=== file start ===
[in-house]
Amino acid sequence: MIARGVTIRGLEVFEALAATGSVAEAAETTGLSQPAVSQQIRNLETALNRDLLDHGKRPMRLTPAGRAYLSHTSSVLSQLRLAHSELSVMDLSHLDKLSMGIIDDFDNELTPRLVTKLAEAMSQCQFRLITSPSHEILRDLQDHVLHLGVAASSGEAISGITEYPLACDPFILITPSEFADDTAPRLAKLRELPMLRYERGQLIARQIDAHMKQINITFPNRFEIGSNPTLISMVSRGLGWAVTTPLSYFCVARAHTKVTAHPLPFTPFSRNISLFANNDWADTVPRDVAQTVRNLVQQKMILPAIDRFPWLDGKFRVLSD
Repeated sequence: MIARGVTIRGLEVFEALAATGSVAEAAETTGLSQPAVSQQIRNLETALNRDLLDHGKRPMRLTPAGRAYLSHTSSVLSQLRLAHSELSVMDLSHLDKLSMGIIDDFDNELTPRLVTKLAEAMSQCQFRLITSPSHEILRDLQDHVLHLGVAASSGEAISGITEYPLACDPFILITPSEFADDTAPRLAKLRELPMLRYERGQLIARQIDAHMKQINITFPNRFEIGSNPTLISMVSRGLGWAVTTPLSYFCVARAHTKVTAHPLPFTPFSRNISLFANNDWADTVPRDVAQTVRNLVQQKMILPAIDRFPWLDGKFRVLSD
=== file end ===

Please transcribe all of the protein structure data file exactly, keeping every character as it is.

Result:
[in-house]
Amino acid sequence: MIARGVTIRGLEVFEALAATGSVAEAAETTGLSQPAVSQQIRNLETALNRDLLDHGKRPMRLTPAGRAYLSHTSSVLSQLRLAHSELSVMDLSHLDKLSMGIIDDFDNELTPRLVTKLAEAMSQCQFRLITSPSHEILRDLQDHVLHLGVAASSGEAISGITEYPLACDPFILITPSEFADDTAPRLAKLRELPMLRYERGQLIARQIDAHMKQINITFPNRFEIGSNPTLISMVSRGLGWAVTTPLSYFCVARAHTKVTAHPLPFTPFSRNISLFANNDWADTVPRDVAQTVRNLVQQKMILPAIDRFPWLDGKFRVLSD
Repeated sequence: MIARGVTIRGLEVFEALAATGSVAEAAETTGLSQPAVSQQIRNLETALNRDLLDHGKRPMRLTPAGRAYLSHTSSVLSQLRLAHSELSVMDLSHLDKLSMGIIDDFDNELTPRLVTKLAEAMSQCQFRLITSPSHEILRDLQDHVLHLGVAASSGEAISGITEYPLACDPFILITPSEFADDTAPRLAKLRELPMLRYERGQLIARQIDAHMKQINITFPNRFEIGSNPTLISMVSRGLGWAVTTPLSYFCVARAHTKVTAHPLPFTPFSRNISLFANNDWADTVPRDVAQTVRNLVQQKMILPAIDRFPWLDGKFRVLSD